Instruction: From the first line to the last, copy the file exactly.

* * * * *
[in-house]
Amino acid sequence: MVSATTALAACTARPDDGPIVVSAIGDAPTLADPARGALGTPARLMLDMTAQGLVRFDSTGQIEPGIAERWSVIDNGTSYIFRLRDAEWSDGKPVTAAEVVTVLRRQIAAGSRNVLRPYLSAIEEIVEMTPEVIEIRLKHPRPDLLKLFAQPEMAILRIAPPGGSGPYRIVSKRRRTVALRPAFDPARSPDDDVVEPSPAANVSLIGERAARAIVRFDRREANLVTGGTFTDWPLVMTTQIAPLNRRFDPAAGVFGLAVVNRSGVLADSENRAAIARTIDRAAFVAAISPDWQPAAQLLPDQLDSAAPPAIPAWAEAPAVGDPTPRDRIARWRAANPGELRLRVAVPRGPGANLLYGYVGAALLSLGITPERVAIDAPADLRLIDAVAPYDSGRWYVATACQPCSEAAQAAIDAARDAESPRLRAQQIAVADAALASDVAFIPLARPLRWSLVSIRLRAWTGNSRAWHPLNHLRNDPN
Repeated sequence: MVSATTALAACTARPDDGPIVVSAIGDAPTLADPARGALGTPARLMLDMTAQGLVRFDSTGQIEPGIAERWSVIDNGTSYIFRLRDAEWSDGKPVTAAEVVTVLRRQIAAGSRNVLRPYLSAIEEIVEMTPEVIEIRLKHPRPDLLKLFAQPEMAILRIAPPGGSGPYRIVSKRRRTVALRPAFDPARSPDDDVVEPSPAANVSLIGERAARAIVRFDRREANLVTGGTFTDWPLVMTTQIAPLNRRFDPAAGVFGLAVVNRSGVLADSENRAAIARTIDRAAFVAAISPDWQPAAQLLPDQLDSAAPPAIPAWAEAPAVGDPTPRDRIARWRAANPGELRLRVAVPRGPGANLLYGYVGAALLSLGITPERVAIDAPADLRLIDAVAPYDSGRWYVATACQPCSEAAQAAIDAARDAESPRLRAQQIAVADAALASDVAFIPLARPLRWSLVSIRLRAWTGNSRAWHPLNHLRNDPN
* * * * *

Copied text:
[in-house]
Amino acid sequence: MVSATTALAACTARPDDGPIVVSAIGDAPTLADPARGALGTPARLMLDMTAQGLVRFDSTGQIEPGIAERWSVIDNGTSYIFRLRDAEWSDGKPVTAAEVVTVLRRQIAAGSRNVLRPYLSAIEEIVEMTPEVIEIRLKHPRPDLLKLFAQPEMAILRIAPPGGSGPYRIVSKRRRTVALRPAFDPARSPDDDVVEPSPAANVSLIGERAARAIVRFDRREANLVTGGTFTDWPLVMTTQIAPLNRRFDPAAGVFGLAVVNRSGVLADSENRAAIARTIDRAAFVAAISPDWQPAAQLLPDQLDSAAPPAIPAWAEAPAVGDPTPRDRIARWRAANPGELRLRVAVPRGPGANLLYGYVGAALLSLGITPERVAIDAPADLRLIDAVAPYDSGRWYVATACQPCSEAAQAAIDAARDAESPRLRAQQIAVADAALASDVAFIPLARPLRWSLVSIRLRAWTGNSRAWHPLNHLRNDPN
Repeated sequence: MVSATTALAACTARPDDGPIVVSAIGDAPTLADPARGALGTPARLMLDMTAQGLVRFDSTGQIEPGIAERWSVIDNGTSYIFRLRDAEWSDGKPVTAAEVVTVLRRQIAAGSRNVLRPYLSAIEEIVEMTPEVIEIRLKHPRPDLLKLFAQPEMAILRIAPPGGSGPYRIVSKRRRTVALRPAFDPARSPDDDVVEPSPAANVSLIGERAARAIVRFDRREANLVTGGTFTDWPLVMTTQIAPLNRRFDPAAGVFGLAVVNRSGVLADSENRAAIARTIDRAAFVAAISPDWQPAAQLLPDQLDSAAPPAIPAWAEAPAVGDPTPRDRIARWRAANPGELRLRVAVPRGPGANLLYGYVGAALLSLGITPERVAIDAPADLRLIDAVAPYDSGRWYVATACQPCSEAAQAAIDAARDAESPRLRAQQIAVADAALASDVAFIPLARPLRWSLVSIRLRAWTGNSRAWHPLNHLRNDPN